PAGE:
- Section 404 applies to internal controls and reporting measures, including management’s efforts to maintain the integrity of those controls. Corporations must report on the adequacy of their structure and assess and verify the effectiveness of that structure (including reports on any gaps or shortcomings). This includes attestation from an independent, third-party auditor who, upon performing an audit, cannot serve in any financial or bookkeeping capacity with the audited organization.
- Section 409 requires corporations to report any changes to an organization’s financial situation to stockholders and the public.
- Section 802 defines criminal penalties for falsifying documents or financial records, including up to 20 years in prison for altering, destroying or concealing financial documents.
- Section 806 sets up protections for corporate whistleblowers, stemming from the authority of the U.S. Department of Labor and implements legal consequences for employers who retaliate against whistleblowers.
The law covers much more than this, but it becomes clear from this selection that compliance focuses mainly on truthful, transparent, regular documentation, reporting, and audits.
How Can I Be Compliant with SOX?
While SOX focuses on financial reporting, the integrity and reliability of that reporting falls upon an IT infrastructure that meets requirements. Fortunately, auditing and documentation can often be automated using advanced technologies. The most important part of technical compliance is demonstrating the capability to guarantee immutable, secure and reliable documentation verified by internal systems and auditors.
Some of the ways that you can achieve and maintain SOX compliance include:
- Implement Access Control: You must show that reports and documents are accurate and remain free from tampering. Access controls help you manage access to records with role-based security and user access event logging. Additionally, it would help if you had an access policy in place that controls how users are managed, software is installed and how apps or records are changed.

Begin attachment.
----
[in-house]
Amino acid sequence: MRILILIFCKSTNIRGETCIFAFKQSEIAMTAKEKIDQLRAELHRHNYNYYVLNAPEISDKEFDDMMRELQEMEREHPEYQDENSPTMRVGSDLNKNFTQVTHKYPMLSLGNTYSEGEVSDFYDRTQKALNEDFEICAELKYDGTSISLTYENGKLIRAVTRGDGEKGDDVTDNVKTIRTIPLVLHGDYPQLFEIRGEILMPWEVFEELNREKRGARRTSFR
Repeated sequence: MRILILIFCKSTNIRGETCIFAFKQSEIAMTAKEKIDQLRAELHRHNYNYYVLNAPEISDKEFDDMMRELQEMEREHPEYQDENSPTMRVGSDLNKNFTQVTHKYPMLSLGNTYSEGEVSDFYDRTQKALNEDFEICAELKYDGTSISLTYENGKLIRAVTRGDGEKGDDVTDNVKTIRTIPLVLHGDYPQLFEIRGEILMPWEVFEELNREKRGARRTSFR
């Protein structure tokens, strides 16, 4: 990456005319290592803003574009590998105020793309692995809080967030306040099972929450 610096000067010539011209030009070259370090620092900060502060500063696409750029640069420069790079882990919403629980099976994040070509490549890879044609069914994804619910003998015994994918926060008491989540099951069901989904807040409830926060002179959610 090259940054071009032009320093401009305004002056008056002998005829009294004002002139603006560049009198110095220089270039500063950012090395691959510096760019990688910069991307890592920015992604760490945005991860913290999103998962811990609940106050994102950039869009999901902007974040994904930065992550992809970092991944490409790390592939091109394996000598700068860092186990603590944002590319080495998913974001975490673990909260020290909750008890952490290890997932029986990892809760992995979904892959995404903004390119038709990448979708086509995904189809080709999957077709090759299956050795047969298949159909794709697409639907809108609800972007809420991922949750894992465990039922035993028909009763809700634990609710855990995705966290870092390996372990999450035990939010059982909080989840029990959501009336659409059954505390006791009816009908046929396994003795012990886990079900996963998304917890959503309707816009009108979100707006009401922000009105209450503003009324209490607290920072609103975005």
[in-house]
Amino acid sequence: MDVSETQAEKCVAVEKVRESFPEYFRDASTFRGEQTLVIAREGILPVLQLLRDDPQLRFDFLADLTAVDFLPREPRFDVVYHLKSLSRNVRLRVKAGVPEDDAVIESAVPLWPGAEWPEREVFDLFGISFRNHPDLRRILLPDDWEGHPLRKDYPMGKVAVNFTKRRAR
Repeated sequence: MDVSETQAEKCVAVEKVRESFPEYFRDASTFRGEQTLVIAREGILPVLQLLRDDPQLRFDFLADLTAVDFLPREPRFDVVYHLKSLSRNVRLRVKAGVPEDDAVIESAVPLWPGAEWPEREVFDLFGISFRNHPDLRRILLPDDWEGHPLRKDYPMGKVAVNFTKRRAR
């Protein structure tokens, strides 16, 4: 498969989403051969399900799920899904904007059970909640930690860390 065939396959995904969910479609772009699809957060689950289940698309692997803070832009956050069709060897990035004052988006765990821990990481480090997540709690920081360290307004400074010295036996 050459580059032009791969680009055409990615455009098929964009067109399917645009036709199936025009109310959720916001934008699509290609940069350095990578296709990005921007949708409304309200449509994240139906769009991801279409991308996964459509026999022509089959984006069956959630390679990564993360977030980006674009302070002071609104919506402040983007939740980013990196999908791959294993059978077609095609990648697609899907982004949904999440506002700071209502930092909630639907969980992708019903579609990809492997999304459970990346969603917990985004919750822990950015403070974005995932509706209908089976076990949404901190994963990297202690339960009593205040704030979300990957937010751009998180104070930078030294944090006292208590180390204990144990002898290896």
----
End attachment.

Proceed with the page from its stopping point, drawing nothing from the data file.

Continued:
- Deploy Data Backups: SOX calls for off-site backups for all financial records, and as such you must have a solution in place to do so.
- Security and Event Logging: Your system must have in place documentation, reporting and logging for the purposes of audits. This includes logs for any attempted breaches, document versioning, change history, and IT and executive leadership verifications.
- System Integrity Audits: Alongside record and documentation audits, you must also have a clear report on your IT systems and how they support SOX transparency, which means performing internal audits on any IT and related operations as well as implementing risk management controls on all relevant security and documentation measures and technologies.
Continuum GRC: Automating SOX Compliance
The fortunate side of SOX compliance is that security professionals can automate audits and ease reporting. Like other cybersecurity frameworks, SOX operates with a set of templates and assumptions about how to demonstrate compliance.
Continuum GRC provides the platform and the expertise to help you automate your SOX audits. Furthermore, we are an independent, certified SOX auditor, meaning that you can work with us without worrying about conflicts of interest. Finally, our expertise in cybersecurity more broadly makes us more than capable of helping you on your compliance journey, whether you are just starting out or maintaining certification year after year.
Are You Preparing for SOX Audits?
Call Continuum GRC at 1-888-896-6207 or complete the form below.